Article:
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IIASA CONACYT Postdoctoral Fellow Advanced Systems Analysis
Capacity Building and Academic Training
+43(0) 2236 807 272
Katya Perez Guzman’s research aims to study a possible carbon curse by developing a network centrality measure of extractivism of natural resources, based on input output economic models
The carbon curse is a new economic hypothesis, stemming from the natural resource curse, that establishes that the countries with the highest amount of fossil fuels - petroleum, coal, natural gas and liquefied gas - tend to emit, in the medium term, a greater amount of carbon dioxide (CO2) per each unit of its gross domestic product (GDP); that is, to maintain its productive activities, the country emits much more carbon into the atmosphere per productive unit than other countries.
But the exact reasons of how the oil wealth of a country could lead to excessive production of greenhouse gases per unit of product are not easy to determine. The challenge facing Dr. Perez Guzman at this moment is to find a way to quantify in a global and comparative way how much a country depends on the extraction and export of fossil fuels, so that she can then investigate how this measure is related to its carbon intensity. In other words, according to the Fifth Assessment of the IPCC Working Group III on drivers for climate change, it is necessary to systematically study the indirect drivers related to fossil fuel abundance and management.
The way Dr. Perez Guzman plans to do it is through the network analysis of input-output economic models, which will allow her to know the origin and destination of the economic transactions of each productive sector, parallel to the respective transactions of certain natural resources, such as minerals or CO2. A possible first result will be to analyze how the amounts of emissions of the different industries of a country change when the monetary gains obtained from fossil fuel exports change, and compare this relationship with that which exists in countries without energy resource. Katya has already advanced a basic network structure that ranks countries based on their level of extractive intensity, standardized in a comparative manner. The next step is to use different network centralities to analyze changes in the network structure, such as random walk centrality, both for economic flows in monetary units and in the environmental satellite accounts. For this, she would also like to explore other methodologies, such as multiplex network analysis or system dynamic methodologies.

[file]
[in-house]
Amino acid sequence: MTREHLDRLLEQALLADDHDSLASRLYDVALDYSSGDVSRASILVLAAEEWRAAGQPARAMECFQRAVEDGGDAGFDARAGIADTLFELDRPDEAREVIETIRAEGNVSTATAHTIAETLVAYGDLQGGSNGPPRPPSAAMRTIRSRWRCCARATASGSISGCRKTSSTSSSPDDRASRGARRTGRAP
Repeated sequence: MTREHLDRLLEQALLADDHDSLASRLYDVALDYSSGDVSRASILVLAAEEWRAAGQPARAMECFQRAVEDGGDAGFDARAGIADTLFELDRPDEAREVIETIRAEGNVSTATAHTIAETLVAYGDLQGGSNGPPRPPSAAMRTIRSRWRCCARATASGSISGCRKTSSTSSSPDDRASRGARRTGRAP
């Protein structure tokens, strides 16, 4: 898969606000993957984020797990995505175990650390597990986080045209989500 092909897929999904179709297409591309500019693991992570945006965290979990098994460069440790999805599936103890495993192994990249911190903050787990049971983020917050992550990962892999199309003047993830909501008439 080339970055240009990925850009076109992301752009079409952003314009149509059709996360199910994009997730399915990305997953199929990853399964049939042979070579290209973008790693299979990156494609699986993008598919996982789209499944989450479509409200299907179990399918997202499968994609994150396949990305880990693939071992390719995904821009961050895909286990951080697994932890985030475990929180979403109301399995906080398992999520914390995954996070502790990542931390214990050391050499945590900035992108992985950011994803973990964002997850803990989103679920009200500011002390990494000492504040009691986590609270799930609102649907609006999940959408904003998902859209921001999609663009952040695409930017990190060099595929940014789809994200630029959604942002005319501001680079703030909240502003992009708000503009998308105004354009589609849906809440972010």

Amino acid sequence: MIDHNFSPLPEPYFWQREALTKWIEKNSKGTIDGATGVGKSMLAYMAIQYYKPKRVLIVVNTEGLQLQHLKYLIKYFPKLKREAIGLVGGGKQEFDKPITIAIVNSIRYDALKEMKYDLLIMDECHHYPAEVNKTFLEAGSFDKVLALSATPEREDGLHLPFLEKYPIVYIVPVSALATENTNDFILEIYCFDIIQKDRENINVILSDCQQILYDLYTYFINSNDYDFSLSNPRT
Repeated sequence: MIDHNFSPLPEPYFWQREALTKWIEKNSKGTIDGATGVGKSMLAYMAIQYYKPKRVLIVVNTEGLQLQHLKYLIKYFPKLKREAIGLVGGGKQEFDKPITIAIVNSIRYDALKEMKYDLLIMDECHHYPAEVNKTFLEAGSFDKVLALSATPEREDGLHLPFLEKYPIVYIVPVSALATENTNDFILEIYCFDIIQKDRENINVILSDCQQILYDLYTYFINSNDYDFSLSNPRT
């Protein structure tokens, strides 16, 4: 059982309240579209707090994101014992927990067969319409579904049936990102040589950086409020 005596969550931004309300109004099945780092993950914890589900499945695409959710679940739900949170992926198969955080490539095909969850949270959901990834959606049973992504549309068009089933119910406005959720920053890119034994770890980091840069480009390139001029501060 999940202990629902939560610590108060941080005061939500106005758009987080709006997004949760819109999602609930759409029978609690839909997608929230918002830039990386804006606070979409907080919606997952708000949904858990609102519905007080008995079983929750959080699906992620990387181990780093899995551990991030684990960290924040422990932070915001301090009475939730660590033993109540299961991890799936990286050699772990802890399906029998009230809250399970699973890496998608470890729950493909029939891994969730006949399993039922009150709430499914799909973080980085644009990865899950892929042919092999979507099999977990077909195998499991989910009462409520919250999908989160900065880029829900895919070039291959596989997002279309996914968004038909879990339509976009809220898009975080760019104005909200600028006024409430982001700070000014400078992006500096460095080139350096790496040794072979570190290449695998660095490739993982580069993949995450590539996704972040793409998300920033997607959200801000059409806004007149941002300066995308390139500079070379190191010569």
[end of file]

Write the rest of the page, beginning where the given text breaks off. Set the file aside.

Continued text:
The main interests of Dr. Perez Guzman are to develop and promote quantitative scientific instruments to inform public policy on climate change in Mexico. With this objective, she has worked in civil society and the governmental sector of Mexico for 10 years. This experience of activism was complemented by a Master's Degree in Complex Systems and Nonlinear Dynamics at the UACM, where Dr. Perez Guzman specialized in the analysis of complex networks. Finally, her PhD studies at FLACSO, Mexico, focused on the analysis of the carbon curse, or a collection of macroeconomic and political symptoms related to oil production that may imply important barriers to achieve low carbon development.
Last update: 05-MAR-2018
Mutis AP & Perez Guzman K (2019). The Natural Resource Curse and Financial Development Of Mexico. In: Financialisation in Latin America Challenges of the Export-Led Growth Model. Eds. Levy, N. & Bustamante, J., pp. 158-176 New York: Routledge. ISBN 978-1-138-61453-6
Perez Guzman K & Mutis AP (2018). Latin American Neoextractivismo: Split or Deepening of the Liberal Model of the Economy? Efil Journal of Economic Research 1 (4): 8-35.
Pérez-Guzmán K, Téllez-León E, Kharrazi A, Fath B, & Venegas-Martínez (2018). What makes Input-Output Tables of Trade of Raw Material Goods Peculiar Networks? The World and Mexican Cases. Revista Mexicana de Economía y Finanzas 13 (4): 483-505. DOI:10.21919/remef.v13i4.334.
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